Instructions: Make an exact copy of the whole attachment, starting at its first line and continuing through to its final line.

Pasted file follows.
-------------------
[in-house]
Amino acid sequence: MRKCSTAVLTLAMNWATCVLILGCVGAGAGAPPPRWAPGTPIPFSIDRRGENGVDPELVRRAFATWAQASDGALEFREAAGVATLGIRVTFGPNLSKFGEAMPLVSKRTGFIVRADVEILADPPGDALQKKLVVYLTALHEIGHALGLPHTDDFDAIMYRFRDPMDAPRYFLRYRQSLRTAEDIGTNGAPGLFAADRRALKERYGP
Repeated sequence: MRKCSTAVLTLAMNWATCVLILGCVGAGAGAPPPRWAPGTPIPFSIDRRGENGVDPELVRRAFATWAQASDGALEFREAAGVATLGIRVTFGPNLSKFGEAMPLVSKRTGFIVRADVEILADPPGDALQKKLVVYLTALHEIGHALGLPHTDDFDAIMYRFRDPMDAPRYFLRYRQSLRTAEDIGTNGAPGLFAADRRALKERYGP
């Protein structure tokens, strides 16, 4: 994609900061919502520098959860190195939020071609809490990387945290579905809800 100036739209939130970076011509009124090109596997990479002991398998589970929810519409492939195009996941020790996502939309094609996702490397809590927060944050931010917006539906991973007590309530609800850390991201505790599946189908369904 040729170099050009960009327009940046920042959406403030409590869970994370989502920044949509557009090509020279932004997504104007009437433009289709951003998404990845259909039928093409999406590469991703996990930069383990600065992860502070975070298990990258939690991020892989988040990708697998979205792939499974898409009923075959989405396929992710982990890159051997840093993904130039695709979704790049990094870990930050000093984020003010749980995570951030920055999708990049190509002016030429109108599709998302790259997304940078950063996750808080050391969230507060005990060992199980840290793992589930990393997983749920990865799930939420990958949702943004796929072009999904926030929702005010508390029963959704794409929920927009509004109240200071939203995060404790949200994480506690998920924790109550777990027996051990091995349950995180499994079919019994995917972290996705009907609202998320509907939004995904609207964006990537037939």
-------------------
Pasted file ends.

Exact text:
[in-house]
Amino acid sequence: MRKCSTAVLTLAMNWATCVLILGCVGAGAGAPPPRWAPGTPIPFSIDRRGENGVDPELVRRAFATWAQASDGALEFREAAGVATLGIRVTFGPNLSKFGEAMPLVSKRTGFIVRADVEILADPPGDALQKKLVVYLTALHEIGHALGLPHTDDFDAIMYRFRDPMDAPRYFLRYRQSLRTAEDIGTNGAPGLFAADRRALKERYGP
Repeated sequence: MRKCSTAVLTLAMNWATCVLILGCVGAGAGAPPPRWAPGTPIPFSIDRRGENGVDPELVRRAFATWAQASDGALEFREAAGVATLGIRVTFGPNLSKFGEAMPLVSKRTGFIVRADVEILADPPGDALQKKLVVYLTALHEIGHALGLPHTDDFDAIMYRFRDPMDAPRYFLRYRQSLRTAEDIGTNGAPGLFAADRRALKERYGP
């Protein structure tokens, strides 16, 4: 994609900061919502520098959860190195939020071609809490990387945290579905809800 100036739209939130970076011509009124090109596997990479002991398998589970929810519409492939195009996941020790996502939309094609996702490397809590927060944050931010917006539906991973007590309530609800850390991201505790599946189908369904 040729170099050009960009327009940046920042959406403030409590869970994370989502920044949509557009090509020279932004997504104007009437433009289709951003998404990845259909039928093409999406590469991703996990930069383990600065992860502070975070298990990258939690991020892989988040990708697998979205792939499974898409009923075959989405396929992710982990890159051997840093993904130039695709979704790049990094870990930050000093984020003010749980995570951030920055999708990049190509002016030429109108599709998302790259997304940078950063996750808080050391969230507060005990060992199980840290793992589930990393997983749920990865799930939420990958949702943004796929072009999904926030929702005010508390029963959704794409929920927009509004109240200071939203995060404790949200994480506690998920924790109550777990027996051990091995349950995180499994079919019994995917972290996705009907609202998320509907939004995904609207964006990537037939």